Beyond the Lake -- Brad's Phantom was definitely off-kilter at this point, a crazed look in his eyes and lots of stumbling around the Lair. He drags Marni onstage and more or less dumps her on the floor and seems to have a bit of trouble comprehending what she's saying (confused as in his mental faculties are skewered or confused that that's what she thinks of him, I can't say for sure). Either way, he went on with his lines; again beginning to break down into tears but this time stopping himself and switching to anger as he shoved the veil on her head -- to which Marni got an "oh!" look on her face (no, not THAT "oh!" face...) like he put it on a little to hard -- and stuffed the bouquet in her hands. Then the Christine dummy took a header into the wings and the other dummy popped up on the other side of the portcullis. Marni ran to Tim and he did the requisite pleading to Brad. Some interesting things here: Marni's line "Please, Raoul, it's useless" is delivered while looking at Brad, and rather matter-of-factly; something I've never noticed before and it put a little different spin on things for me. And Brad's "the world showed no compassion to me!" was screamed almost to the point of being unintelligible. I thought that was a little much even for the high emotions of the scene.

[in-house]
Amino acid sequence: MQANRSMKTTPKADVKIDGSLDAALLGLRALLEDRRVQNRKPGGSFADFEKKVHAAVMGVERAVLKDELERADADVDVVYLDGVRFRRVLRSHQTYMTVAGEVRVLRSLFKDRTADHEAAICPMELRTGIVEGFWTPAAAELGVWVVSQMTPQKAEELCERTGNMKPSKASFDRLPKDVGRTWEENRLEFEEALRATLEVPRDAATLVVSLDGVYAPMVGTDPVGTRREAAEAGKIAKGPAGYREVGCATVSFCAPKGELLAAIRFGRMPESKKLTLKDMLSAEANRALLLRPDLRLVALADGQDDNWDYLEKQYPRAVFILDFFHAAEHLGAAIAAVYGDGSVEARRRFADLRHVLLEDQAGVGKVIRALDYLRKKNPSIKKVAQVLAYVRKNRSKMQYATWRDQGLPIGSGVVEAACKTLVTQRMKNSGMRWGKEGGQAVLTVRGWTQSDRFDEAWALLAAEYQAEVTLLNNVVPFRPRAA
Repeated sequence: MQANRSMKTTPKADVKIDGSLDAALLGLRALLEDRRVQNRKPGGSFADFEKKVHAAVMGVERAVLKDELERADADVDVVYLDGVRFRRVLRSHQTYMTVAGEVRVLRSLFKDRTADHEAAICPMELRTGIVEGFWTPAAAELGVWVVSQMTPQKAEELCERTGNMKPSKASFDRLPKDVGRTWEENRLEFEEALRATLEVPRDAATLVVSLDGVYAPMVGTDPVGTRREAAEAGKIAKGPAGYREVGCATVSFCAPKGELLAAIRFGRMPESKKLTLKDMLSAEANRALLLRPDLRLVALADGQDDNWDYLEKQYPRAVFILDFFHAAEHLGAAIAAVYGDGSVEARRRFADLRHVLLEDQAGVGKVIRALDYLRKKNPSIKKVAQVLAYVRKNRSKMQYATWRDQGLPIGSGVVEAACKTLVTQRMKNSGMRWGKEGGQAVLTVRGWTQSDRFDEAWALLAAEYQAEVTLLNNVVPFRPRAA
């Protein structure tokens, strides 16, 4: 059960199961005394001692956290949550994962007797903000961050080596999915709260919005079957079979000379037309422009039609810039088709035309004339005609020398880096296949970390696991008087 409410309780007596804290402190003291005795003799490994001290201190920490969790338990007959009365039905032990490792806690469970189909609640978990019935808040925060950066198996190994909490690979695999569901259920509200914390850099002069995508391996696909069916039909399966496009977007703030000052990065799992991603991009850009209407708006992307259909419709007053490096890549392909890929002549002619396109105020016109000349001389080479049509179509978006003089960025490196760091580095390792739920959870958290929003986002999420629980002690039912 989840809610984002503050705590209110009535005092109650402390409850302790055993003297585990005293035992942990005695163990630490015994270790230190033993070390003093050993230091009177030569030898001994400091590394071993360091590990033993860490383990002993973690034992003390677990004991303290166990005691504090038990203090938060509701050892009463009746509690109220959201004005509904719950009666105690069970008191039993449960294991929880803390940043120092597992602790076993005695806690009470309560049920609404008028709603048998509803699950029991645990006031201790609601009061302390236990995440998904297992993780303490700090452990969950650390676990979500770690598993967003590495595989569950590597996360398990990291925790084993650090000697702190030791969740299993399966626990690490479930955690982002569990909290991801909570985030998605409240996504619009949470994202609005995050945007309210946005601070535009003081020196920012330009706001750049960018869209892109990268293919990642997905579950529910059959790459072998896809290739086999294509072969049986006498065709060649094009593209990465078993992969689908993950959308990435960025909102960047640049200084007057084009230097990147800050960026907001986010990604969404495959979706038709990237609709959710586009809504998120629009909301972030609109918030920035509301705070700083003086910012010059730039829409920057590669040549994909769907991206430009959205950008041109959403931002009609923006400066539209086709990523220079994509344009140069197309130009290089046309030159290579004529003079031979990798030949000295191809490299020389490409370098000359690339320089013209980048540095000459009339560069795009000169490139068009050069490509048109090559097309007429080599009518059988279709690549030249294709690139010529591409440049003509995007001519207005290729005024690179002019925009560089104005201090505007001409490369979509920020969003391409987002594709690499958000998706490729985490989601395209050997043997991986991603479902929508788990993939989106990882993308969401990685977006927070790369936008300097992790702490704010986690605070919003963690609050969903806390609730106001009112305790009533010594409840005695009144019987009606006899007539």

So Raoul walks right into a trap and in a nice touch, after Brad slipped the lasso over Tim's head, he sang the line, "Order your fine horses now!" dripping with sarcasm and right into Tim's ear. Tim sold the noose thing, struggling throughout the rest of the scene like it really was close to choking him to death. Brad then turned his attention to Marni and literally picked her up and pressed her body to his -- forcing a short cry from her throat -- as he was singing. He set her down on the floor again as he continued to sing with a mixture of anger, frenzy and desperation. Marni's Christine then grew some more backbone and tried to solve the situation by appealing to the Phantom's humanity -- a side I suppose she saw when he was still her Angel of Music. She pursued Brad around the Lair, touching his back, trying to reach the good side in him, but he constantly slipped out of her grasp until they converged on the throne. And when Brad delivered the lines, "You try my patience. Make your choice," he did so with the coldest and deepest of voices, leaning down into Marni's face as he issued it almost like a challenge. His hand was shaking as well, as if he was barely keeping himself under control. The kisses were strong, the second lasting longer than I remember it usually being. Marni seemed a bit awkward in how she was touching the disfigured side, but that's nit-picking. Brad's Phantom was shocked after this, as all Phantoms are, but Marni appeared shocked and surprised as well. That's a variation, as I seem to recall differences in the composure of Christines after the kiss. So Brad shuffled away, overcome by what just happened and picked up a candle. Marni did the "No!" bit, thinking that he's going to do harm to her honeybunny and then shrieked and turned away as Brad lunged forward with the candle at Tim. Tim dropped to the floor and Marni turned in surprise to find him safe and rushed to his side to embrace him. Brad quickly backed away from their display of affection and told them to leave. Brad's delivery was that of someone who is doing something that his entire being doesn't want to do. The frustration, the pain, the complete anguish; it was all there in his voice. Marni reached out to him while still in Tim's embrace; it was a little shorter than the last time, but still effective.